Producing National Drug and Therapeutic Information - The Malawi Approach to Developing Standard Treatment Guidelines
(1994; 49 pages) View the PDF document
Table of Contents
View the documentAcknowledgements
Open this folder and view contentsIntroduction
Close this folderMSTG 1 (First edition)
View the documentActivities prior to development of MSTG 1
View the documentDecision to develop MSTG
View the documentPreparation
View the documentPrinting
Close this folderDistribution
View the documentMethods of distribution
View the documentIntroducing the guidelines
Open this folder and view contentsMSTG 2 (Second edition)
Open this folder and view contentsAppendices


The total number of copies required, to cover all the target audience (all prescribers and pharmacy personnel) over the expected maximum three-year life-span of the edition, was determined as accurately as possible from the information available. Gathering information on the numbers of personnel was a lengthy process, due partly to the number of institutions (which included some 50 hospitals and 500 health centres) and individuals concerned and partly to the unavailability, outdatedness or incompleteness of information on personnel in both the Government and mission sectors. Difficulties were also experienced in obtaining accurate estimates of the numbers of students expected to enter the various health training institutions during the three-year life-span of the first edition. A margin of 5-10% was added to cover contingencies. Insufficient copies of both MSTG 1 and MSTG 2 were printed as the number of health personnel and institutions involved was under-estimated.

Tip #7:

Careful identification of the target audience and estimation of the number of copies required to cover the expected life-span of the publication is very important.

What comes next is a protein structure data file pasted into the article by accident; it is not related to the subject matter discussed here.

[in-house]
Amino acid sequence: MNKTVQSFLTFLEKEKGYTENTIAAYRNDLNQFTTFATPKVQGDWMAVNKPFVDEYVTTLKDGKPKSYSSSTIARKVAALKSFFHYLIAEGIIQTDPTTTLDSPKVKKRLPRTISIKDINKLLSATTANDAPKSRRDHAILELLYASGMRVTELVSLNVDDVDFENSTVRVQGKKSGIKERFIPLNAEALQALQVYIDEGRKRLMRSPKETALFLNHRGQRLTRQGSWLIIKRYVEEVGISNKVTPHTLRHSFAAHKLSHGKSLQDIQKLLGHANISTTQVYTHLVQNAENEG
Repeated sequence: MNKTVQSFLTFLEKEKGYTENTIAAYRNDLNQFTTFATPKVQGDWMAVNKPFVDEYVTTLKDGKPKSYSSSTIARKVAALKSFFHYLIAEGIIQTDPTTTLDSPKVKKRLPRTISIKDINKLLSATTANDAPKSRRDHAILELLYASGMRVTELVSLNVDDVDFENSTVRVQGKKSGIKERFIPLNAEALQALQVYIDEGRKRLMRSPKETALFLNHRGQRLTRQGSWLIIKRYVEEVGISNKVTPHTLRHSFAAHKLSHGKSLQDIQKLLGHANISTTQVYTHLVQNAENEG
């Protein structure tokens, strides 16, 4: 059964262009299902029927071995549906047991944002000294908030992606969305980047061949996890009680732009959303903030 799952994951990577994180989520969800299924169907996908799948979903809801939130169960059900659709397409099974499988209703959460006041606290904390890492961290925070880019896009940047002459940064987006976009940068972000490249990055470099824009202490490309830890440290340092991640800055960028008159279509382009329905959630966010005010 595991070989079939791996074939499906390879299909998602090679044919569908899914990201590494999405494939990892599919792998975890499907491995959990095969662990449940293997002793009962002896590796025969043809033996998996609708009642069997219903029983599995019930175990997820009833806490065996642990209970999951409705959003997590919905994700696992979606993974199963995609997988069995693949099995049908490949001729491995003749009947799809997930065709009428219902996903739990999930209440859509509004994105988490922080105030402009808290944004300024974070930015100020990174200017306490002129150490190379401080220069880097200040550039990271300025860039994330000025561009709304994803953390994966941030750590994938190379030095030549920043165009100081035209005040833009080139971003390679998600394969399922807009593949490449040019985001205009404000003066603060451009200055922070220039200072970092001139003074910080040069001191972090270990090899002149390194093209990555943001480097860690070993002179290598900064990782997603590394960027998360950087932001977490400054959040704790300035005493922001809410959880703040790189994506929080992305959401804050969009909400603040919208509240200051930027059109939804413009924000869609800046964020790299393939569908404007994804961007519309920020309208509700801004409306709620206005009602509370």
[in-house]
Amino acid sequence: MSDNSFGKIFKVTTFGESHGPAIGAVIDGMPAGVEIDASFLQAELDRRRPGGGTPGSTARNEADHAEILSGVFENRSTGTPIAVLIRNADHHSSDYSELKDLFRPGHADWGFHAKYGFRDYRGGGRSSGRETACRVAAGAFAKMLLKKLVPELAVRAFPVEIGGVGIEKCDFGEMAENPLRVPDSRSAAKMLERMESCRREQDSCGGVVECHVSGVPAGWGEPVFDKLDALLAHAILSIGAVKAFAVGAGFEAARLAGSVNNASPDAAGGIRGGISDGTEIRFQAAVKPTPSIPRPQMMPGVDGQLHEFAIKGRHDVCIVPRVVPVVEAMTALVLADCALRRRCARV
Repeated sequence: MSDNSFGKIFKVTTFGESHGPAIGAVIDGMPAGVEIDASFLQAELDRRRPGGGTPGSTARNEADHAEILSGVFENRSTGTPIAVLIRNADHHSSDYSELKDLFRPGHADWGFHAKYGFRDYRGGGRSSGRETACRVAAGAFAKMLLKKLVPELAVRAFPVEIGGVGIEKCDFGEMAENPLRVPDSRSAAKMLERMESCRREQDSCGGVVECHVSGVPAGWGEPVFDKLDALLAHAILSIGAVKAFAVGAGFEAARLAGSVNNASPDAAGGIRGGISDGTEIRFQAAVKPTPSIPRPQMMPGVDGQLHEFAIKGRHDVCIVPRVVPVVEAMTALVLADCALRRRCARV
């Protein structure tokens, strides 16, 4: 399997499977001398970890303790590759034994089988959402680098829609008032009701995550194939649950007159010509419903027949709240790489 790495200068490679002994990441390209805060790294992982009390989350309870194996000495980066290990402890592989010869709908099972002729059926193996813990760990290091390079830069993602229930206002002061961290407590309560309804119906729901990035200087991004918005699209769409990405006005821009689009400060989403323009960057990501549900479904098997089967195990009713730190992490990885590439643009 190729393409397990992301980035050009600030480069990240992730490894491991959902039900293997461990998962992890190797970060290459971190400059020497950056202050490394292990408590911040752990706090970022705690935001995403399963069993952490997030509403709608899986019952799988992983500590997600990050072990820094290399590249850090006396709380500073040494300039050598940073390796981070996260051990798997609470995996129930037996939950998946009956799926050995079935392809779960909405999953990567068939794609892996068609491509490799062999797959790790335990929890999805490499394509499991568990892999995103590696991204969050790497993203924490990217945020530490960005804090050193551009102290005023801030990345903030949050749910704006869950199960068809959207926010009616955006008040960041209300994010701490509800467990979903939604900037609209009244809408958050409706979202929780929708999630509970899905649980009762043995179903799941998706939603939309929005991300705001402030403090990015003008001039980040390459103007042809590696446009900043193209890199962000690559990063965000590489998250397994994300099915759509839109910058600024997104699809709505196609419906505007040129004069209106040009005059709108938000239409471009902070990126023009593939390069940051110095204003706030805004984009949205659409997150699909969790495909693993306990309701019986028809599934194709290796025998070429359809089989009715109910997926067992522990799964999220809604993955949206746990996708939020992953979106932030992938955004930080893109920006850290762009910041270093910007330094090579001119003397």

This process may be complicated and lengthy depending on how difficult it is to obtain reliable and up-to-date information on numbers of personnel and health units.

• Sufficient time should be allowed to estimate requirements.

• The process should be carried out well before the anticipated completion of the document for printing.

• Sufficient copies should be printed to last until any future edition is produced and to cover unexpected demand.

Over a period of two months, 5,000 copies were distributed, both as personal and institutional copies, throughout the public and private health sectors, to the following:

Personal copies:

• Clinicians: specialists, doctors, clinical officers, medical assistants;

• Pharmacy personnel: pharmacists, pharmacy assistants;

• Senior nurses: matrons, ward sisters;

• Senior policy-makers and health professionals within the Ministry of Health;

• Staff and students of health training institutions, (including sufficient for the anticipated student intake over the next three-year period).

Institutional copies:

• Health institutions: central, district, rural and special hospitals, health centres;

• Relevant hospital departments: e.g., outpatients, wards, pharmacy, casualty, etc.;

• Disease control programmes, e.g. malaria, diarrhoeal diseases, acute respiratory infections/ tuberculosis, AIDS Control Programme;

• Regional health offices and regional medical stores;

• Health related non-governmental organizations (NGOs) in Malawi: e.g. UNICEF, International Red Cross, Médecins sans Frontières;

• A selection of international health agencies and of individuals working in the provision of drug and therapeutic information: e.g. WHO/DAP, other Essential Drugs Programmes, editors of national drug bulletins;

• Anglophone African countries (through the respective World Health Organization representatives).


Personal copies

were intended to be retained and used by individual prescribers whereas institutional copies were to be kept within each health centre or hospital ward/department for ready access by health staff not receiving individual (personal) copies. Each hospital was also allocated a number of spare copies for the hospital library or District Health Officer’s (DHO) office.

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